Metastatic breast cancer also called stage IV is breast cancer that has spread to another part of the body, most commonly the liver, brain, bones, or lungs. Cancer cells can break away from the original tumor in the breast and travel to other parts of the body through the bloodstream or the lymphatic system, which is a large network of nodes and vessels that works to remove bacteria, viruses, and cellular waste products. Breast cancer can come back in another part of the body months or years after the original diagnosis and treatment.
Finding out your breast cancer has spread can cause many different emotions, from disbelief, denial and shock to anger, fear and helplessness. These feelings are normal, but support is available to help you cope. What is secondary breast cancer?
Hi there Treehouse I'm nearly at seven years The breast cancer had spread throughout both lungs and liver before I even found a lump.
When Heather Jose was diagnosed with stage 4 breast cancershe set a goal: Live to see her month-old daughter go to kindergarten. That day came and went long ago; in fact, she recently saw daughter Sydney off to her sophomore year of college. A cancer survivor for nearly 19 years, Jose wants people to know that living with advanced cancer is possible, and more women will have the chance as treatment options expand.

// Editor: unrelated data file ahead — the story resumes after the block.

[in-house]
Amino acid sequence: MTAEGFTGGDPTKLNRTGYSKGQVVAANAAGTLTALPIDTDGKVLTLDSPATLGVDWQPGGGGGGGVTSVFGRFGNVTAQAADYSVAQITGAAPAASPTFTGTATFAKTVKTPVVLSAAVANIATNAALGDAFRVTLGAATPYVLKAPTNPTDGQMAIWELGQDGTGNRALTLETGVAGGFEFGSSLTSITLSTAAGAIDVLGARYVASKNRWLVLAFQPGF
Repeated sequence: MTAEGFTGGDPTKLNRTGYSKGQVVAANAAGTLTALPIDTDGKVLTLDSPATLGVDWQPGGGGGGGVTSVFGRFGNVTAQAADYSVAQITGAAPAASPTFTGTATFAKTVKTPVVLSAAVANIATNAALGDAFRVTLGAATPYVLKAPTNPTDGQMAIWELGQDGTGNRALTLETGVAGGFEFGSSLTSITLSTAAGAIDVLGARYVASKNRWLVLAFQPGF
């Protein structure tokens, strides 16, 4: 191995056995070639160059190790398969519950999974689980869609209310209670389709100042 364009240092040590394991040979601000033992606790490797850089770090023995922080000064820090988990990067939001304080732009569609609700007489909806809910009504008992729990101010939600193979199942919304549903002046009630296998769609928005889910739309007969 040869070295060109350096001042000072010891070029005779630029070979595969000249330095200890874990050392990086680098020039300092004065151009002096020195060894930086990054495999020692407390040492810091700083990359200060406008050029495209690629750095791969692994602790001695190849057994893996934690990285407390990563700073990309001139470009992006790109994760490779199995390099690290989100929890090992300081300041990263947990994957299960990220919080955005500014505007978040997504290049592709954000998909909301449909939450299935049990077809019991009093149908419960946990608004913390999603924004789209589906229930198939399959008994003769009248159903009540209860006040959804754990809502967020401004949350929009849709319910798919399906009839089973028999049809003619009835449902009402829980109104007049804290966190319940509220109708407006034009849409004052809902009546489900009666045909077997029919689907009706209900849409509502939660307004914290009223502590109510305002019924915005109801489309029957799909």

According to the National Cancer Institutean estimated 27 percent of people in the United States live at least five years after being diagnosed with stage 4 breast cancer. Many factors can affect your chances of long-term survival. Different subtypes of breast cancer behave differently — some are more aggressive than others, and some have far fewer treatment options than others.
When someone says they have been living with mets for 10 years… all heads turn. We all pay attention. We all want to hear their story.
We aimed to determine the prognostic impact of time between primary breast cancer and diagnosis of distant metastasis metastatic-free interval, MFI on the survival of metastatic breast cancer patients. Consecutive patients diagnosed with metastatic breast cancer in — in eight hospitals in the Southeast of the Netherlands were included and categorised based on MFI. Survival curves were estimated using the Kaplan—Meier method.
When we hear that breast cancer has spread, it usually comes as a great shock. As you face this difficult time, we want you to know that there are women living full and meaningful lives despite having metastatic breast cancer. A few women have kindly offered their stories, messages and poetry here in the hope that they will give you the inspiration to live your life with hope and determination.
Approximately 3. The outlook for non-metastatic breast cancer patients has overall improved, with an average five-year survival rate reaching close to percent for people with stage 0 or I breast cancer, and 93 percent for people with stage II breast cancer. The prognosis for those women diagnosed with metastatic breast cancer is not as promising.